BUSINESS & ECONOMY

Jersey Artisan Distilling is First Distillery to Open Since Prohibition

By Brenda Flanagan
NJ Today

Get no kick from champagne? Try 80-proof rum, bottled in Fairfield at the first Jersey distillery since prohibition.

“End of prohibition in New Jersey since 1933. Eighty years it took and we think it was worth the wait,” Krista Haley said.

Haley co-owns and operates Jersey Artisan Distilling with Brant Braue. He’s an engineer. She’s a lawyer. Neither knew diddly about making rum, but they took a shot, so to speak.

“If you woke up tomorrow and could do what you wanted to do, not what you had to do, what would you do?” asked Braue.

Make rum, Braue says, referring to New Jersey’s rum-soaked history.

“There used to be 60 to 75 rum running boats just off the coast [of New Jersey],” Braue said.

Rum-runners evaded revenuers. Jersey Artisan faced different obstacles.

“We had to find a landlord who would allow us make rum. We had to figure out how to actually make rum,” Haley said.

Months of trial and error with Louisiana molasses produced two different rums — the silver ages briefly in metal tanks, while the dark rum spends a few months in oak barrels. The partners admit some anxiety.

“A little scary, yeah. There are nights when I don’t sleep or I wake up screaming in the middle of the night screaming, ‘Oh god, what have I done?'” Haley explained.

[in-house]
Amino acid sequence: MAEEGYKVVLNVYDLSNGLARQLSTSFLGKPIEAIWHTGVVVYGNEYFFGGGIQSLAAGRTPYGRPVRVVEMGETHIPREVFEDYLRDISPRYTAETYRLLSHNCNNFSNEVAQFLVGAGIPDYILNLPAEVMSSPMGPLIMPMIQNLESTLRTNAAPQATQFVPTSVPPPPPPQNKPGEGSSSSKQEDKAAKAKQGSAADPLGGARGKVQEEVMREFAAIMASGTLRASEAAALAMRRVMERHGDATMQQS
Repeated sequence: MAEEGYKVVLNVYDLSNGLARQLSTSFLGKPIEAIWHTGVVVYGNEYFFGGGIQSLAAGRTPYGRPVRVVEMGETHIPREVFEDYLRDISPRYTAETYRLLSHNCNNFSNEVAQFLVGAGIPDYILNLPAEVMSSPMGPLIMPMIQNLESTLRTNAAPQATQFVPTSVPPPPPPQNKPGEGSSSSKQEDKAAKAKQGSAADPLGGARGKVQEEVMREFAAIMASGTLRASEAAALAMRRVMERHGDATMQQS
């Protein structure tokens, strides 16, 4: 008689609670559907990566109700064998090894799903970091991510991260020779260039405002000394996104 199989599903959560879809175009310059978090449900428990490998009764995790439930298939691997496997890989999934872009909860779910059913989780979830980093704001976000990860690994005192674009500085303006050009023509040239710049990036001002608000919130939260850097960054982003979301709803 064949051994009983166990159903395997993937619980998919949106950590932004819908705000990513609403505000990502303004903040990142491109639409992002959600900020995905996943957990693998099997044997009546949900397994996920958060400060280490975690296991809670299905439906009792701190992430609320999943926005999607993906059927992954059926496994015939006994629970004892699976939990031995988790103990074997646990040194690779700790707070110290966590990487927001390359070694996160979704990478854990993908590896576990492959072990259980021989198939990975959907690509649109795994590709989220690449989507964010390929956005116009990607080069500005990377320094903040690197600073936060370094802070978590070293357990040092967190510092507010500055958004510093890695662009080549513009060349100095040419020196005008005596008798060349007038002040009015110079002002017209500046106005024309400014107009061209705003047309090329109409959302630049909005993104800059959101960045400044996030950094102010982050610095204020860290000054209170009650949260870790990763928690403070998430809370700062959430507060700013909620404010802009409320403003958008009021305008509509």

Starting a distillery from scratch is not cheap. The stills cost $10,000 each. And to break even, they’ll have to sell a lot of silver rum at $25 a bottle.

“It’s actually quite expensive. Just applying for the license was $12,500,” Haley said.

All told, they’re $300,000 in the hole. But they’re filling bottles and filling their first order — 1,000 cases, six bottles per case. Friends volunteered to help. Jersey Artisan’s got no paid staff.

Despite steep start-up costs, one other distillery’s struggling to open its doors — Cooper River in Camden. But they’re months away from marketing.

Jersey Artisan’s first batch hits store shelves mid-August. It’s called Busted Barrel.

“Thinking of the images from prohibition of the revenuers breaking the barrels and busting them open. We just loved the name,” said Haley.

And they hope customers love their rum. At least one rum expert does.

“This is made from molasses but it has that sugar cane flavor that really speaks to me,” said rum taste expert Warren Bobrow.

To Braue and Haley, it says revenue.